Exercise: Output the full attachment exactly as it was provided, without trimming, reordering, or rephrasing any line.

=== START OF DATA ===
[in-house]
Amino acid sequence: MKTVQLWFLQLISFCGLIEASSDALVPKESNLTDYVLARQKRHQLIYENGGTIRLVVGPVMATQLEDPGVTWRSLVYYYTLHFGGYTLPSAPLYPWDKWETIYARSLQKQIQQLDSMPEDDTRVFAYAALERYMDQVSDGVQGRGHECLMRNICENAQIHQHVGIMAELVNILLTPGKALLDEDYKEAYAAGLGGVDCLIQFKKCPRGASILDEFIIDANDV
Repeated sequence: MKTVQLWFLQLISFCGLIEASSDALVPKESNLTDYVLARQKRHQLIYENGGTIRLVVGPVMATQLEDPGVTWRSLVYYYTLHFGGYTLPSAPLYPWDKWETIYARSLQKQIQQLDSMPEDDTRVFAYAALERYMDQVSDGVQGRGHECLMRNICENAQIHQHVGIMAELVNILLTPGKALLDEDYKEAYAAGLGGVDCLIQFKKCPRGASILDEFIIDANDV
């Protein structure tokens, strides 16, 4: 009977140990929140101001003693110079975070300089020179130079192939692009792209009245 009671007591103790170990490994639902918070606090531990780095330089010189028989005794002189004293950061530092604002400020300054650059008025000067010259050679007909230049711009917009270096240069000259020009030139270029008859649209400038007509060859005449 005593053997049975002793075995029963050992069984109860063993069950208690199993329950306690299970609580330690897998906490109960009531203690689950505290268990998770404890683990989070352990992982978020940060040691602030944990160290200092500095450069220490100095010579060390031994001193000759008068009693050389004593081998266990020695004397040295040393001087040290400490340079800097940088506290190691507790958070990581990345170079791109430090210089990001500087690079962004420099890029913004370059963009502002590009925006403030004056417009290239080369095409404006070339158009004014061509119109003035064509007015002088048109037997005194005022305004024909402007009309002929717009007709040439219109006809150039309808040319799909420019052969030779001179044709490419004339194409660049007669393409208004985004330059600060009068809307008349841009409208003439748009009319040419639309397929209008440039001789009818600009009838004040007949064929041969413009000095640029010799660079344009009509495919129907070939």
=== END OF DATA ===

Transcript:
[in-house]
Amino acid sequence: MKTVQLWFLQLISFCGLIEASSDALVPKESNLTDYVLARQKRHQLIYENGGTIRLVVGPVMATQLEDPGVTWRSLVYYYTLHFGGYTLPSAPLYPWDKWETIYARSLQKQIQQLDSMPEDDTRVFAYAALERYMDQVSDGVQGRGHECLMRNICENAQIHQHVGIMAELVNILLTPGKALLDEDYKEAYAAGLGGVDCLIQFKKCPRGASILDEFIIDANDV
Repeated sequence: MKTVQLWFLQLISFCGLIEASSDALVPKESNLTDYVLARQKRHQLIYENGGTIRLVVGPVMATQLEDPGVTWRSLVYYYTLHFGGYTLPSAPLYPWDKWETIYARSLQKQIQQLDSMPEDDTRVFAYAALERYMDQVSDGVQGRGHECLMRNICENAQIHQHVGIMAELVNILLTPGKALLDEDYKEAYAAGLGGVDCLIQFKKCPRGASILDEFIIDANDV
């Protein structure tokens, strides 16, 4: 009977140990929140101001003693110079975070300089020179130079192939692009792209009245 009671007591103790170990490994639902918070606090531990780095330089010189028989005794002189004293950061530092604002400020300054650059008025000067010259050679007909230049711009917009270096240069000259020009030139270029008859649209400038007509060859005449 005593053997049975002793075995029963050992069984109860063993069950208690199993329950306690299970609580330690897998906490109960009531203690689950505290268990998770404890683990989070352990992982978020940060040691602030944990160290200092500095450069220490100095010579060390031994001193000759008068009693050389004593081998266990020695004397040295040393001087040290400490340079800097940088506290190691507790958070990581990345170079791109430090210089990001500087690079962004420099890029913004370059963009502002590009925006403030004056417009290239080369095409404006070339158009004014061509119109003035064509007015002088048109037997005194005022305004024909402007009309002929717009007709040439219109006809150039309808040319799909420019052969030779001179044709490419004339194409660049007669393409208004985004330059600060009068809307008349841009409208003439748009009319040419639309397929209008440039001789009818600009009838004040007949064929041969413009000095640029010799660079344009009509495919129907070939």